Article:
Great Western refused to bargain. On November 12, 1986, the Board issued a Decision and Order finding that Great Western's refusal to bargain was an unfair labor practice under sections 8(a)(1) and (5) of the National Labor Relations Act, 29 U.S.C. Sec. 158(a)(1) and (5), and ordering it to bargain with Local 83. On February 9, 1987, the Board petitioned this Court for enforcement of its order. We have jurisdiction pursuant to section 10(e) of the Act, 29 U.S.C. Sec. 160(e).



The Board's determination that a particular bargaining unit is appropriate will not be overturned unless the Board has abused its discretion. Spring City Knitting Co. v. N.L.R.B., 647 F.2d 1011, 1013 (9th Cir.1981); N.L.R.B. v. J.C. Penney Co., 620 F.2d 718, 719 (9th Cir.1980). The Board is not required to select the most appropriate bargaining unit so long as the unit chosen is within the range of units appropriate under the circumstances. Spring City at 1014, J.C. Penney at 719.

A. The Applicable Standard


Although the Board is not strictly bound by its prior cases, it does have a duty to explain departures from established agency policy. N.L.R.B. v. Albert Van Luit & Co., 597 F.2d 681, 686 n. 3 (9th Cir.1979). Great Western's first contention is that the Board abused its discretion when it failed to apply the standard for determining an appropriate bargaining unit enunciated in A. Harris & Co., 116 N.L.R.B. 1628 (1956), without explaining why.


Generally, the standard for determining the appropriateness of a bargaining unit is whether the employees in the unit share a community of interest. N.L.R.B. v. J.C. Penney Co., 620 F.2d 718, 719 (9th Cir.1980). In Harris, however, the Board held that three factors justified the establishment of a separate bargaining unit for the warehouse employees of a retail department store: (1) the warehouse employees had separate supervision from the retail store employees; (2) the warehouse employees performed substantially all of their work in buildings geographically separated from those in which the store's other employees were located; and (3) the warehouse employees were not integrated to any substantial degree with employees in other divisions in the performance of their ordinary duties. 116 N.L.R.B. at 1632. All three factors must be satisfied in order to justify a separate unit under Harris. Roberds, Inc., 272 N.L.R.B. 1318, 1319 (1984); Sears Roebuck & Co., 117 N.L.R.B. 133, 134 (1957).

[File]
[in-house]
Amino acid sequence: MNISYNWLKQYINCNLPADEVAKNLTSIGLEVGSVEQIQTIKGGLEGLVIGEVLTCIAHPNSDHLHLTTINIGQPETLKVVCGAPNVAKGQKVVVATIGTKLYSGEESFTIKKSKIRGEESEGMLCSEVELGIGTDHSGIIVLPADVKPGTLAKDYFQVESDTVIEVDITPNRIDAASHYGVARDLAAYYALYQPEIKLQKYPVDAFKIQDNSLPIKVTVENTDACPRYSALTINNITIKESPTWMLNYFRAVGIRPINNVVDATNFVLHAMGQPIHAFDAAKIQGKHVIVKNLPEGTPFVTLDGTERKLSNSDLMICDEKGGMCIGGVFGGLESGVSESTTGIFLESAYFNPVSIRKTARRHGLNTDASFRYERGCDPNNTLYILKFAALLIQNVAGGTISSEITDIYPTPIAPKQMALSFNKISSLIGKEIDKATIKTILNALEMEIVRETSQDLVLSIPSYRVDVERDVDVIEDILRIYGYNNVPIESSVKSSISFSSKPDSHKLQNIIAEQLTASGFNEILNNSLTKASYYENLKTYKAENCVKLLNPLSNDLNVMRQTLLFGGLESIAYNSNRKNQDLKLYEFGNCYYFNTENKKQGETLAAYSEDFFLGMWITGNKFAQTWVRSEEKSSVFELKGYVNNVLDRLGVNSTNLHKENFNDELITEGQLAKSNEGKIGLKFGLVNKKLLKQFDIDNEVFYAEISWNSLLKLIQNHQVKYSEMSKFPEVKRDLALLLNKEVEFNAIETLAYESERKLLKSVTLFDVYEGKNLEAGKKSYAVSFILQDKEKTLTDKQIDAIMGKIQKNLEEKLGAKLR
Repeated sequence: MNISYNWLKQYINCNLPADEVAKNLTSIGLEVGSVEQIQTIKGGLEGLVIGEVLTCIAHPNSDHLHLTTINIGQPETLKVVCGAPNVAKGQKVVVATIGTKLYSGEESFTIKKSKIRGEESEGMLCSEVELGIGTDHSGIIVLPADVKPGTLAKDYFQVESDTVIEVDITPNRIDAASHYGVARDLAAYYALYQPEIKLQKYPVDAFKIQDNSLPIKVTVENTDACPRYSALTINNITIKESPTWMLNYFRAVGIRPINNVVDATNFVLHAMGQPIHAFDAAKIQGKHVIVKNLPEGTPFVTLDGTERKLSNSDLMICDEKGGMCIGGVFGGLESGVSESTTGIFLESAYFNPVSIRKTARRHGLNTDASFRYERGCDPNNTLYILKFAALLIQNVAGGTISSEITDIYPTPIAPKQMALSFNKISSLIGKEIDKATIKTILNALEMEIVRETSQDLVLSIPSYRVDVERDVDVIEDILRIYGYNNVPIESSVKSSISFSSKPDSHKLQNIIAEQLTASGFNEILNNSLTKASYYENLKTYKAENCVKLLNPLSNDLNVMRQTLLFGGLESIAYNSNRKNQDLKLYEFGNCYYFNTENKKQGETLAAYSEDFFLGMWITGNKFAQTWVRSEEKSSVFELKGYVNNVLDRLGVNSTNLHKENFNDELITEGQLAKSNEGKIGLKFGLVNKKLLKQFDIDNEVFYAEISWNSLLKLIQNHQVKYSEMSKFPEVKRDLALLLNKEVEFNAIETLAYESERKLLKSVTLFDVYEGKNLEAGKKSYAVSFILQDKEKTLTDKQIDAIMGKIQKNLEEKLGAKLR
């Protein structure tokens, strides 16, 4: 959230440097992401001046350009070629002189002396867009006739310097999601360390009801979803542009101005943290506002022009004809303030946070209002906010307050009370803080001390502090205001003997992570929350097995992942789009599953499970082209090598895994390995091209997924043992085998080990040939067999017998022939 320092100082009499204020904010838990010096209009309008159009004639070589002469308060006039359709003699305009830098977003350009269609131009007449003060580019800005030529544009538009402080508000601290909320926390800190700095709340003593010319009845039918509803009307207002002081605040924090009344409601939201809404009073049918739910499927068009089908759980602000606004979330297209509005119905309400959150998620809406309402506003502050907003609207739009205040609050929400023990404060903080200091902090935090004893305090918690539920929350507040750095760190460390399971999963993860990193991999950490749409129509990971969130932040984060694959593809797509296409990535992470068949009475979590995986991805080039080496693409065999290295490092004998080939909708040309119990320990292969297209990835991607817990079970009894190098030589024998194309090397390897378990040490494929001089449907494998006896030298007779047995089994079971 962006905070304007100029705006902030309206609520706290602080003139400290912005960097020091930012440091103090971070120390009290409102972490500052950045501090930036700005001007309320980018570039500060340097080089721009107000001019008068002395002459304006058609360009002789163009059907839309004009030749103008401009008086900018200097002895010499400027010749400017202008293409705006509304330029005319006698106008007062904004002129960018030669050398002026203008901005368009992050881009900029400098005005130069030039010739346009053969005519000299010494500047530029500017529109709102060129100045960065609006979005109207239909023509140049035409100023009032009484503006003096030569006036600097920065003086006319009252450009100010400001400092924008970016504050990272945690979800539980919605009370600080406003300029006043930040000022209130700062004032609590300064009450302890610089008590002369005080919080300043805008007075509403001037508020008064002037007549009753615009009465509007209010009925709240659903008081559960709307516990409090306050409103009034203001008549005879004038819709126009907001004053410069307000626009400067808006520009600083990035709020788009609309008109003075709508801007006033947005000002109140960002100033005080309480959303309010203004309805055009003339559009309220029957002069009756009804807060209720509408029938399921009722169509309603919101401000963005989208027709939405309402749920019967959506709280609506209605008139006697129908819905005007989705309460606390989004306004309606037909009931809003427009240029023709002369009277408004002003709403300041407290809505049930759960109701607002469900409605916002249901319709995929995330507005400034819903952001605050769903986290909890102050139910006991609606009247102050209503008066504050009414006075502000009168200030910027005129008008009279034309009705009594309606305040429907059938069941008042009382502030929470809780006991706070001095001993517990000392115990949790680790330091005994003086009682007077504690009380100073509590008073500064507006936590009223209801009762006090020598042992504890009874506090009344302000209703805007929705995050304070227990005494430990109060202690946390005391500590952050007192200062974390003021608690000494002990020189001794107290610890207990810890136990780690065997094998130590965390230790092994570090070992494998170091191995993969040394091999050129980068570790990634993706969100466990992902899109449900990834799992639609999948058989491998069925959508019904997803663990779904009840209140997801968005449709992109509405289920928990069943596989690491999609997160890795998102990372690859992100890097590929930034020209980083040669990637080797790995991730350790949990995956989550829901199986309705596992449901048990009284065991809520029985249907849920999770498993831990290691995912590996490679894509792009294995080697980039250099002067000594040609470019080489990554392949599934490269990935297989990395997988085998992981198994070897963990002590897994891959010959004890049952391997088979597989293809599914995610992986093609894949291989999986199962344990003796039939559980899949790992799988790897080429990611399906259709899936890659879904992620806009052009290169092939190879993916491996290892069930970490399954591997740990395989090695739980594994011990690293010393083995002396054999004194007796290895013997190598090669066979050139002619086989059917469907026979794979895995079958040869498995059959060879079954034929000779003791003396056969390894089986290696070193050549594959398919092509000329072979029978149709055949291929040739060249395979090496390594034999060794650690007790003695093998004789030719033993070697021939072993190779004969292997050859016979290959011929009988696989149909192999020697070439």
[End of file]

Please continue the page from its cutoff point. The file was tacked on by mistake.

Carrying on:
The Board argues that the Harris standard applies only to requests for separate warehouse units in retail enterprises; thus, since the present case involves a wholesale enterprise, Harris is inapplicable. See Roberds, Inc., 272 N.L.R.B. at 1318 (describing Harris as setting forth conditions for separate warehouse units in the retail store industry). The Board points to a number of decisions involving warehouse employees of wholesale enterprises in which the Board did not discuss or apply the Harris standard. See, e.g., The Brescome Distributors Corp., 179 N.L.R.B. 787, 802 (1969) (wholesale wine/liquor distributor); Alaska Fish and Farm Products, Inc., 212 N.L.R.B. 730 (1974) (wholesale food service business); John G. Merkel & Sons, Inc., 232 N.L.R.B. 140, 149 (1977) (wholesale distributor of medical supplies and equipment).